Community Feedin Tariff Program Announces Sixth Round of Successful Applicants

first_img the Municipality of the District of Guysborough Fundy Tidal Inc. Wind4All Communities Chebucto Terence Bay Wind Project Colchester-Cumberland Windfield Watts Wind Scotian Wind Inc. Affinity Renewables the Municipality of the District of Shelburne Kwilmu’kw Maw-klusuaqn Next steps for applicants include securing financing, completing a grid-impact study and obtaining the required federal and provincial environmental assessments and approvals. “We are very pleased with the collaborative approaches being taken by our applicants,” said Energy Minister Charlie Parker. “Once constructed, these projects will generate and distribute clean, green power close to home, providing economic development opportunities in the communities they serve.” The Community Feed-in Tariff (COMFIT) concept was introduced in the 2010 Renewable Electricity Plan to help reduce greenhouse gas emissions, provide a secure supply of clean energy at stable prices and create jobs. The program began accepting applications in September 2011. Almost 100 locally based proposals have been received from more than 20 community groups for this unique, made-in-Nova Scotia initiative to encourage community participation in renewable energy projects. “The COMFIT program is an innovative way for the province to help communities move away from their dependence on coal-generated electricity,” said Terry Norman, president of the Chebucto Terence Bay Wind Project. “We’re delighted that our project has been approved and we look forward to starting the next phase of the process right away.” The Community Feed-in Tariff allows eligible groups to receive an established price per kilowatt hour (kWh) for projects producing electricity from certain renewable resources. Rates were established by the Utility and Review Board in September. Projects can include wind, biomass, in-stream tidal and run-of-the-river hydroelectric developments. Eligible groups include municipalities, First Nations, co-operatives, universities and not-for-profit groups. The COMFIT program will help the province reach its renewable electricity targets of 25 per cent renewable electricity by 2015 and 40 per cent by 2020. The province expects 100 megawatts of electricity to be produced through the COMFIT program. For more information on the program visit www.nsrenewables.ca. Fourteen communities from across Nova Scotia are closer to enjoying the benefits of clean, green renewable electricity generated in their own backyards as the province announced the next round of approved Community Feed-In Tariff (COMFIT) projects in Guysborough today, April 16. The approvals, granted since March 30, are: last_img read more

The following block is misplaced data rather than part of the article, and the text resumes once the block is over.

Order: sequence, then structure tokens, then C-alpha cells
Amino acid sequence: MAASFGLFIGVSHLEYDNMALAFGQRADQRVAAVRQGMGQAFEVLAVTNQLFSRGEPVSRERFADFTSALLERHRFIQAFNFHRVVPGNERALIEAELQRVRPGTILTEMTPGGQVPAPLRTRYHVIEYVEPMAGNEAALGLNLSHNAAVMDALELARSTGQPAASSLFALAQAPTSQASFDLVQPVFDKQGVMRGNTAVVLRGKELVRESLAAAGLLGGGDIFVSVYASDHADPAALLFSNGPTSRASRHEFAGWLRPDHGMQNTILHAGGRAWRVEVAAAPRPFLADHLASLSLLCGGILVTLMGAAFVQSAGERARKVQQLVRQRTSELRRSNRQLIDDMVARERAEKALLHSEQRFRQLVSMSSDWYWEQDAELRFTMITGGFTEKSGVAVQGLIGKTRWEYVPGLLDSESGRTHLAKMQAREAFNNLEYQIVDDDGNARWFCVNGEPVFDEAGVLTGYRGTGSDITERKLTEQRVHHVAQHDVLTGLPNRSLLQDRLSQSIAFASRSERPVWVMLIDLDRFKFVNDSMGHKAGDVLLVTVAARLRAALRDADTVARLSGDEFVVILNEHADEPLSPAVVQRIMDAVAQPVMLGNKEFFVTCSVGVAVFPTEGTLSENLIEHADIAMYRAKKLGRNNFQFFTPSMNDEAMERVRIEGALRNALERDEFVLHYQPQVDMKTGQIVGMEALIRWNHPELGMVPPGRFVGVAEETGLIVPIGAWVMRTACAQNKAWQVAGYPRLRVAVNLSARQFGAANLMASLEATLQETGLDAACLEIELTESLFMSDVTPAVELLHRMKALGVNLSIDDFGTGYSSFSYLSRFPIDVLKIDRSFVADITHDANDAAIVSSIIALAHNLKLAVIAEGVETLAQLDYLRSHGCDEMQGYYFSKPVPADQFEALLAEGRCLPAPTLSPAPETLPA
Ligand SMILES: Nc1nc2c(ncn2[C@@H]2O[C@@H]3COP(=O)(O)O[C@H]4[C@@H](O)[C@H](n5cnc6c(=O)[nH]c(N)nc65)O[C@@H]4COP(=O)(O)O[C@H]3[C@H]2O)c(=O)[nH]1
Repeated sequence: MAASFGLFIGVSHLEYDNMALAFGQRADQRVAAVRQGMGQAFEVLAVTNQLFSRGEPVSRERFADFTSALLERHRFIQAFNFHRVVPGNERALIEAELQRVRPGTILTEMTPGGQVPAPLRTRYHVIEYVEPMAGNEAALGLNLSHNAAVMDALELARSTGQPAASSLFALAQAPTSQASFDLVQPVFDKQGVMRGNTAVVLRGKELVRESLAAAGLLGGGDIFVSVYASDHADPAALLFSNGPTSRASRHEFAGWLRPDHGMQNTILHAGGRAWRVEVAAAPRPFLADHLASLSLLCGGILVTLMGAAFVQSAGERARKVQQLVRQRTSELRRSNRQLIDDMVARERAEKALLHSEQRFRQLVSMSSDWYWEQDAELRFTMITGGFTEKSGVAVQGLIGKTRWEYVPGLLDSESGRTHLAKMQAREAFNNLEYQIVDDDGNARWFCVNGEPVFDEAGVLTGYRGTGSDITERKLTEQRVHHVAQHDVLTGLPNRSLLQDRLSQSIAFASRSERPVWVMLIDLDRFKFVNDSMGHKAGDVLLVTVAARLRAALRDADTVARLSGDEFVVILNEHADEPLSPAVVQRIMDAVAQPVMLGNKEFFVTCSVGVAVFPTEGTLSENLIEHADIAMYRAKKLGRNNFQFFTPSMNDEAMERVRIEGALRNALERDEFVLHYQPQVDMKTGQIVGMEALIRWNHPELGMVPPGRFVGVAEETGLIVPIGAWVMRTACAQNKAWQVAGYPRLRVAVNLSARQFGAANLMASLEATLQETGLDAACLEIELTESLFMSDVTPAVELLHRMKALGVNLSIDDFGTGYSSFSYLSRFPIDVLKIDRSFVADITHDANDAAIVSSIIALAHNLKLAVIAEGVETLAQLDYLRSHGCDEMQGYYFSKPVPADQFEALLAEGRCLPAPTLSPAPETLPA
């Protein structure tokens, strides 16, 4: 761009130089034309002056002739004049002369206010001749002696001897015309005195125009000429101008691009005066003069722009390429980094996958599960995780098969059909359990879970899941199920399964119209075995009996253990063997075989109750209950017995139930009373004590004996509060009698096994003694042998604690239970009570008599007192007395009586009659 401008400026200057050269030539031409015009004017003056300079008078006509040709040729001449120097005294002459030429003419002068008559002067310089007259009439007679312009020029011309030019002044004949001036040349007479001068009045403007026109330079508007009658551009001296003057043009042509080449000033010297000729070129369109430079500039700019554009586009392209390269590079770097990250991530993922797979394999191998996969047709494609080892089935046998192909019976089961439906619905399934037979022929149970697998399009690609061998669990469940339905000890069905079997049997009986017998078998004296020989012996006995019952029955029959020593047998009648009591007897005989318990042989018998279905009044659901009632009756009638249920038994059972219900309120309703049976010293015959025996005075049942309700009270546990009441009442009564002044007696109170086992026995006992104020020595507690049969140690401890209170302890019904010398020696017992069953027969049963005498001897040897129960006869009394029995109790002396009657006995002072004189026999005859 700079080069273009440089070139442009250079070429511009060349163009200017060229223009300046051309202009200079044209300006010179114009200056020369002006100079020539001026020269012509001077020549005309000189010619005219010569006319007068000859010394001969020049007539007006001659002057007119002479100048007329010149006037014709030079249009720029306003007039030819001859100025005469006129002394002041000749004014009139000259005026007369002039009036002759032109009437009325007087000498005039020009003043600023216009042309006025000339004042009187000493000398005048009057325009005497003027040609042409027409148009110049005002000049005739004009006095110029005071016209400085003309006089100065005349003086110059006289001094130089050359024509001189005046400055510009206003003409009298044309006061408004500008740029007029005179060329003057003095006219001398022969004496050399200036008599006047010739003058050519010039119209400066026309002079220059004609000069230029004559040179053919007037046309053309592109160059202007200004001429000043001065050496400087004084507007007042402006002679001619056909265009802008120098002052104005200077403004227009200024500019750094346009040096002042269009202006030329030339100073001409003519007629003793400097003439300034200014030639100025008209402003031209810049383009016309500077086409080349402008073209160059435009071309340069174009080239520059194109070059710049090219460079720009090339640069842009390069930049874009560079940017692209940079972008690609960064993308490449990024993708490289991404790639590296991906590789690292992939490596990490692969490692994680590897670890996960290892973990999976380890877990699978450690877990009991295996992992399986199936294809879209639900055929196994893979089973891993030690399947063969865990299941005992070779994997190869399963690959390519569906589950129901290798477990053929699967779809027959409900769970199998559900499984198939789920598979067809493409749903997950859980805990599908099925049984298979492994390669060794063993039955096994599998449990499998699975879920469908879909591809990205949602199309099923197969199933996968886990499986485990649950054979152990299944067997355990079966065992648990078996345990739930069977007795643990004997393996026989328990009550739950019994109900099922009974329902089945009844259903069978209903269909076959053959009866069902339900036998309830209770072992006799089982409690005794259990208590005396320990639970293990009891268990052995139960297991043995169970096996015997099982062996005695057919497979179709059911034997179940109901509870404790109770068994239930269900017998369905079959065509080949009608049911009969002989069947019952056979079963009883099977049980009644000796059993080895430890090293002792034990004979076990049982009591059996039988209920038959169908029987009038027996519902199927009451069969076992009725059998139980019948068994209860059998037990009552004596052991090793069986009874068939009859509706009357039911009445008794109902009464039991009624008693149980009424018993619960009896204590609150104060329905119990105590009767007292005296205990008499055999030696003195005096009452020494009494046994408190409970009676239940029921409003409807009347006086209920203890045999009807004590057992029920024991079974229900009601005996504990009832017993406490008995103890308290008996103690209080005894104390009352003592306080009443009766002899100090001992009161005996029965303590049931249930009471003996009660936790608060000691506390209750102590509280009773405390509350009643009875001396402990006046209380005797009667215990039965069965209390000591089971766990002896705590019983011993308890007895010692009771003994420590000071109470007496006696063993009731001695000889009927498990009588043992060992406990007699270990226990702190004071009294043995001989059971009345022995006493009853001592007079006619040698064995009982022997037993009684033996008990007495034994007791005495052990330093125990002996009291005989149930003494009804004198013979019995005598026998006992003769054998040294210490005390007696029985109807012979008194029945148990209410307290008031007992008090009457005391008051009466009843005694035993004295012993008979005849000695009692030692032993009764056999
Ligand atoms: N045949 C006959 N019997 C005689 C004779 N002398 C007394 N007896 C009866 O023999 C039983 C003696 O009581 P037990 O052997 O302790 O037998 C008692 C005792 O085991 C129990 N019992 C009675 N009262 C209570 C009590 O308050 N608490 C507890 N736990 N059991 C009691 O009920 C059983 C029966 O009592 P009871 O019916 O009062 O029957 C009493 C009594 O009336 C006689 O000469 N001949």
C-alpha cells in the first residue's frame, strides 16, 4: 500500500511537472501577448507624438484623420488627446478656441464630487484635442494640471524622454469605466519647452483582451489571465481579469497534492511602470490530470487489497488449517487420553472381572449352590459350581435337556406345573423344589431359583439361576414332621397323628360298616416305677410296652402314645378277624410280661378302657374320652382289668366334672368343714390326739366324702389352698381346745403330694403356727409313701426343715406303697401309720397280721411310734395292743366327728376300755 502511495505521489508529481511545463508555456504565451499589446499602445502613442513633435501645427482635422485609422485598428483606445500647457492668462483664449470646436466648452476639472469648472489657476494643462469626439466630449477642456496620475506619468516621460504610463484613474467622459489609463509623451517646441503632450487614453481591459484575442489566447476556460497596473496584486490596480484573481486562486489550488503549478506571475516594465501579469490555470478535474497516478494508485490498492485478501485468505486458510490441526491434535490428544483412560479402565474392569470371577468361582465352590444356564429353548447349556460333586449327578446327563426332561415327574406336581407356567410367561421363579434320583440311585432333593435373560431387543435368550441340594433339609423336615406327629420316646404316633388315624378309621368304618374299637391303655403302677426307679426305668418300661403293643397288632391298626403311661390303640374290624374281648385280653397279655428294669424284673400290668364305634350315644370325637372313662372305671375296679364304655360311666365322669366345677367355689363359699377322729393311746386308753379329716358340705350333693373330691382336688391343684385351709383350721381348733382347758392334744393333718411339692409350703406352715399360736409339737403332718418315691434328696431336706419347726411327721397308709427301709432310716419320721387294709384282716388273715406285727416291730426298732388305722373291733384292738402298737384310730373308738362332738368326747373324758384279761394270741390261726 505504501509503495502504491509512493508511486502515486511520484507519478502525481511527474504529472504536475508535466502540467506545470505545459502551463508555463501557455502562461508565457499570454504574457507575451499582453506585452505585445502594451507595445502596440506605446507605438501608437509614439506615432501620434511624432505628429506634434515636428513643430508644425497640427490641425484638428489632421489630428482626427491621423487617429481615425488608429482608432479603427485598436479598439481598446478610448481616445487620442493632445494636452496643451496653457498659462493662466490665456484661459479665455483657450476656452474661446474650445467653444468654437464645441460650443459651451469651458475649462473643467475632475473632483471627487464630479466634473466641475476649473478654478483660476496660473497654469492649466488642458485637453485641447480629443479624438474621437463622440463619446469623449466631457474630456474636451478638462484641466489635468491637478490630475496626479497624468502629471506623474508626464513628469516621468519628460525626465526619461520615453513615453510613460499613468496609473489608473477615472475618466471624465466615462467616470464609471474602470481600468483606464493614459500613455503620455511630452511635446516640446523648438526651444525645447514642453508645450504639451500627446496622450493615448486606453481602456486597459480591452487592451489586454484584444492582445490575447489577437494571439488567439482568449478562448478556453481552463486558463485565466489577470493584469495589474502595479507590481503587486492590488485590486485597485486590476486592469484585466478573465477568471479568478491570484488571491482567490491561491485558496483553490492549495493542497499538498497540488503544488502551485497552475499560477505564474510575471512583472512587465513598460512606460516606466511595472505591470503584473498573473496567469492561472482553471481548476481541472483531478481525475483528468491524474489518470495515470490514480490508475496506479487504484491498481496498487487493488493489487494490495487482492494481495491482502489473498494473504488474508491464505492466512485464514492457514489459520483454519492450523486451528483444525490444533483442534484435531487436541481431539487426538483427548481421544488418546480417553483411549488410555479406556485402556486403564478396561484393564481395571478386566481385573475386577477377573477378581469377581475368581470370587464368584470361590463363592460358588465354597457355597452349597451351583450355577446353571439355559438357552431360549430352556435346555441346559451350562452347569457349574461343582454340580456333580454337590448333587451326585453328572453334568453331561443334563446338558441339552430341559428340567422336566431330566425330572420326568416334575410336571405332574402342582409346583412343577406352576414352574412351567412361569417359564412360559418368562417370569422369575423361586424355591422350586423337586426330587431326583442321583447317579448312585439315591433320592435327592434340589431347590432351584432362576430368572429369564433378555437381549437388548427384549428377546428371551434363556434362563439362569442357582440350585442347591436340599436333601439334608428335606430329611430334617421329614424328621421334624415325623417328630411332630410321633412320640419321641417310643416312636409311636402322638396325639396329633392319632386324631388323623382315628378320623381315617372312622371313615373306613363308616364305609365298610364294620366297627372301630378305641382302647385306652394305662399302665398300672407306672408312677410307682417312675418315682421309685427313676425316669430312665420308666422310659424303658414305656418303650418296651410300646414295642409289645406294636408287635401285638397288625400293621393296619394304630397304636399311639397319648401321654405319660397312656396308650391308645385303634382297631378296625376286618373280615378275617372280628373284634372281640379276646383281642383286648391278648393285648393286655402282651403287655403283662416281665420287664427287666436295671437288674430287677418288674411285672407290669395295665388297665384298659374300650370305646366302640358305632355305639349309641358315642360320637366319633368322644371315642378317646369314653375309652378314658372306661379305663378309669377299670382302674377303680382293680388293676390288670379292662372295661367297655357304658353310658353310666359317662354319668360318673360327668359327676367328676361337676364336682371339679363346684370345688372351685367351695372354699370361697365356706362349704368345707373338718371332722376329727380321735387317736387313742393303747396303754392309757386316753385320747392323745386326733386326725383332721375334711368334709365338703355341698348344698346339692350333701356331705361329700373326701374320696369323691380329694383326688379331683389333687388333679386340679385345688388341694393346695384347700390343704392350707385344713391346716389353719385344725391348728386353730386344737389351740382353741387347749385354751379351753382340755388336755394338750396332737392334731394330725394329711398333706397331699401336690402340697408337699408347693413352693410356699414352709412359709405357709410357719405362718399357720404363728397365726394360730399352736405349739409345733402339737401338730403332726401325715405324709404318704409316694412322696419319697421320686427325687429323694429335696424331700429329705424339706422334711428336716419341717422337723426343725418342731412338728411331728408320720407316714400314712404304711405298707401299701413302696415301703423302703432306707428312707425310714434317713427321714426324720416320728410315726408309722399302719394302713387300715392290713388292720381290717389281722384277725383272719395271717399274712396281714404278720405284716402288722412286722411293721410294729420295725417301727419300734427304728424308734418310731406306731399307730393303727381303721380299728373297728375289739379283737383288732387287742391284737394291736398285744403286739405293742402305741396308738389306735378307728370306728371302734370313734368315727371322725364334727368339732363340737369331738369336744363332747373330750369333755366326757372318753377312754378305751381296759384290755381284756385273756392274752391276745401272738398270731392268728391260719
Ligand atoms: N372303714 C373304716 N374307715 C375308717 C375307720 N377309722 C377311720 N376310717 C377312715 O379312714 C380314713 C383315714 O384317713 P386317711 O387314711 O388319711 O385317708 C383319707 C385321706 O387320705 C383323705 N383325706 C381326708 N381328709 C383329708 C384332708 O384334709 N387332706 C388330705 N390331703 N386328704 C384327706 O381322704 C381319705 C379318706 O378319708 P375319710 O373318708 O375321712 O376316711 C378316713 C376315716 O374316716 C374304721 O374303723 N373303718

Police hunt jogger after woman pushed into path of oncoming bus

first_imgA 33-year-old woman was lucky to escape serious injury when she fell in front of a bus after colliding with a jogger, police have said.Dramatic CCTV of the incident shows a man running along Putney Bridge, west London, and appearing to push the woman into the road.The oncoming bus is forced to swerve into the adjacent lane to avoid hitting her.Investigating officer Sergeant Mat Knowles said: “The victim was put in extreme danger when she was knocked into the road.”It was only due to the superb quick reactions of the bus driver that she was not hit by the vehicle.”The Metropolitan Police said the bus stopped and passengers tended to the woman – who received minor injuries – following the incident on Friday, May 5 at about 7.40am.Officers said the jogger ran the other way across the bridge around 15 minutes later and the victim attempted to speak to him, but “he did not acknowledge her”.An appeal has been launched for witnesses or anyone who recognises the jogger in the CCTV.The jogger is described as white in his early to mid-30s, with brown eyes and short brown hair.He was wearing a light grey T-shirt and dark blue shorts. Anyone with information is asked to call police on 101 or Crimestoppers anonymously on 0800 555111. asacenter_img Want the best of The Telegraph direct to your email and WhatsApp? Sign up to our free twice-daily  Front Page newsletter and new  audio briefings.last_img read more